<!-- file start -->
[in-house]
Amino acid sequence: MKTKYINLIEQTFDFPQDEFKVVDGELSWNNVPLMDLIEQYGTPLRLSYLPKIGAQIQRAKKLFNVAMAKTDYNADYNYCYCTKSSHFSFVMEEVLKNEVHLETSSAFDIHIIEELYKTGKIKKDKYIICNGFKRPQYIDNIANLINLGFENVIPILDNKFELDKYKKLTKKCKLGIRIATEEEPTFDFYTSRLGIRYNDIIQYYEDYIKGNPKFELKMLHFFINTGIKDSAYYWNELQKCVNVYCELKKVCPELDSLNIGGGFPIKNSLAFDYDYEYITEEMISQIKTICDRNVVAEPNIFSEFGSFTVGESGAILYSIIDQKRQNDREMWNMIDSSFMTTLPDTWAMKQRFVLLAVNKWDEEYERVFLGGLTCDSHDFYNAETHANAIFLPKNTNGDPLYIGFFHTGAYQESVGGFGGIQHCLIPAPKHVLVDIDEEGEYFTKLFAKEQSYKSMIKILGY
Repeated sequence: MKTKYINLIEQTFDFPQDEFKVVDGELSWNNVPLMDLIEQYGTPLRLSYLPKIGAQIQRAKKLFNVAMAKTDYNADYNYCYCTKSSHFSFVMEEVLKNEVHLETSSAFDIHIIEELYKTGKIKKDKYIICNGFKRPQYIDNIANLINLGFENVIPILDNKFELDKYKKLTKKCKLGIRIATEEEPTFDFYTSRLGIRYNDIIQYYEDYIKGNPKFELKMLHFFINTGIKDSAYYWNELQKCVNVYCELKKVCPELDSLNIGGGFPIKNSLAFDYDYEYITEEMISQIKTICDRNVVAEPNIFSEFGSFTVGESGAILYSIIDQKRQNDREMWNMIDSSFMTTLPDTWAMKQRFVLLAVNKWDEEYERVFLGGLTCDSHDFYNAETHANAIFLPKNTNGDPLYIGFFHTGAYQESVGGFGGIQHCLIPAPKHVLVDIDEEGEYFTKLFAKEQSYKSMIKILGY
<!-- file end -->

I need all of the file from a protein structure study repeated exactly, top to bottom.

[in-house]
Amino acid sequence: MKTKYINLIEQTFDFPQDEFKVVDGELSWNNVPLMDLIEQYGTPLRLSYLPKIGAQIQRAKKLFNVAMAKTDYNADYNYCYCTKSSHFSFVMEEVLKNEVHLETSSAFDIHIIEELYKTGKIKKDKYIICNGFKRPQYIDNIANLINLGFENVIPILDNKFELDKYKKLTKKCKLGIRIATEEEPTFDFYTSRLGIRYNDIIQYYEDYIKGNPKFELKMLHFFINTGIKDSAYYWNELQKCVNVYCELKKVCPELDSLNIGGGFPIKNSLAFDYDYEYITEEMISQIKTICDRNVVAEPNIFSEFGSFTVGESGAILYSIIDQKRQNDREMWNMIDSSFMTTLPDTWAMKQRFVLLAVNKWDEEYERVFLGGLTCDSHDFYNAETHANAIFLPKNTNGDPLYIGFFHTGAYQESVGGFGGIQHCLIPAPKHVLVDIDEEGEYFTKLFAKEQSYKSMIKILGY
Repeated sequence: MKTKYINLIEQTFDFPQDEFKVVDGELSWNNVPLMDLIEQYGTPLRLSYLPKIGAQIQRAKKLFNVAMAKTDYNADYNYCYCTKSSHFSFVMEEVLKNEVHLETSSAFDIHIIEELYKTGKIKKDKYIICNGFKRPQYIDNIANLINLGFENVIPILDNKFELDKYKKLTKKCKLGIRIATEEEPTFDFYTSRLGIRYNDIIQYYEDYIKGNPKFELKMLHFFINTGIKDSAYYWNELQKCVNVYCELKKVCPELDSLNIGGGFPIKNSLAFDYDYEYITEEMISQIKTICDRNVVAEPNIFSEFGSFTVGESGAILYSIIDQKRQNDREMWNMIDSSFMTTLPDTWAMKQRFVLLAVNKWDEEYERVFLGGLTCDSHDFYNAETHANAIFLPKNTNGDPLYIGFFHTGAYQESVGGFGGIQHCLIPAPKHVLVDIDEEGEYFTKLFAKEQSYKSMIKILGY